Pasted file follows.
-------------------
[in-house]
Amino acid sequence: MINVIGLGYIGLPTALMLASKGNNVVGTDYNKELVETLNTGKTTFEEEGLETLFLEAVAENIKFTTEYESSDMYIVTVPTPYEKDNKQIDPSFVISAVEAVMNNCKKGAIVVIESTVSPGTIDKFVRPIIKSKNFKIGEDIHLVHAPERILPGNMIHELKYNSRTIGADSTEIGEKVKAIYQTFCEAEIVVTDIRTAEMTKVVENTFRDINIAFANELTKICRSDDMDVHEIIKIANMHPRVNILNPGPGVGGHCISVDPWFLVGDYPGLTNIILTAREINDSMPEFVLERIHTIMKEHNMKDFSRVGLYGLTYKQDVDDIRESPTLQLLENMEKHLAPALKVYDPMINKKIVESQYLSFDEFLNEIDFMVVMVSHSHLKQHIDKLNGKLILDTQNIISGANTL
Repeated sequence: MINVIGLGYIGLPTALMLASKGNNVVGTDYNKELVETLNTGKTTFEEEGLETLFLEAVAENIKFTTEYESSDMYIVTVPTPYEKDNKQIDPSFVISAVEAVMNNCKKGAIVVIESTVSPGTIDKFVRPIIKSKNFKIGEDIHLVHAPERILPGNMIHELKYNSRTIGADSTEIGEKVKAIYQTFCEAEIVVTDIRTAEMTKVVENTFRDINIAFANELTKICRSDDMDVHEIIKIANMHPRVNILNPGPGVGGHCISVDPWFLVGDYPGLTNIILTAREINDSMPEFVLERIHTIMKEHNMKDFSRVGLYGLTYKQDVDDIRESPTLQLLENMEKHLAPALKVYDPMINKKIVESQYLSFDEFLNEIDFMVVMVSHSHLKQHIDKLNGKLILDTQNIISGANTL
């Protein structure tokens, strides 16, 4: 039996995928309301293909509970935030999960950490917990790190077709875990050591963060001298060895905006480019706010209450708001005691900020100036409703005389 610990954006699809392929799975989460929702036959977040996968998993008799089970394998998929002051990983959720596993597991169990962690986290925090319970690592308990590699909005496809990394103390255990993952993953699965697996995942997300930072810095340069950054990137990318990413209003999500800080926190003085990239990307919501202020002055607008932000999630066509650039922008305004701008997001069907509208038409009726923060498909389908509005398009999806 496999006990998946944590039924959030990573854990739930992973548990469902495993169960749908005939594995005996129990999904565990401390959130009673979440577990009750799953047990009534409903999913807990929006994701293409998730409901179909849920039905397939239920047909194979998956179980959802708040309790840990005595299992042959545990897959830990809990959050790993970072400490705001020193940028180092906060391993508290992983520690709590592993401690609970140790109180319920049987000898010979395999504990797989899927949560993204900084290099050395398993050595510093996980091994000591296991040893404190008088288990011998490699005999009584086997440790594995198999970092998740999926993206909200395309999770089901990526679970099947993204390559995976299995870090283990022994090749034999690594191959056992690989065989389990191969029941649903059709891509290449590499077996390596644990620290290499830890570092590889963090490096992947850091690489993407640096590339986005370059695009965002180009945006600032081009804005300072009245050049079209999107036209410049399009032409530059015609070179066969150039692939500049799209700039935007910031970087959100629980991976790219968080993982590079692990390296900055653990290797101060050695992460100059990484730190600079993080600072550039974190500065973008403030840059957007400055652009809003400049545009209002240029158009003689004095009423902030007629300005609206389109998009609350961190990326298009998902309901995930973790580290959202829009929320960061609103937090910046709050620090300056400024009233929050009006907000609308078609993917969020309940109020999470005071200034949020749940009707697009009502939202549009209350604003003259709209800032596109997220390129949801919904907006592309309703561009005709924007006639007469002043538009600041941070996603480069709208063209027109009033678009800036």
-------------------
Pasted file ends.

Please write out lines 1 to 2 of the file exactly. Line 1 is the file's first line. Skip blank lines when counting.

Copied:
[in-house]
Amino acid sequence: MINVIGLGYIGLPTALMLASKGNNVVGTDYNKELVETLNTGKTTFEEEGLETLFLEAVAENIKFTTEYESSDMYIVTVPTPYEKDNKQIDPSFVISAVEAVMNNCKKGAIVVIESTVSPGTIDKFVRPIIKSKNFKIGEDIHLVHAPERILPGNMIHELKYNSRTIGADSTEIGEKVKAIYQTFCEAEIVVTDIRTAEMTKVVENTFRDINIAFANELTKICRSDDMDVHEIIKIANMHPRVNILNPGPGVGGHCISVDPWFLVGDYPGLTNIILTAREINDSMPEFVLERIHTIMKEHNMKDFSRVGLYGLTYKQDVDDIRESPTLQLLENMEKHLAPALKVYDPMINKKIVESQYLSFDEFLNEIDFMVVMVSHSHLKQHIDKLNGKLILDTQNIISGANTL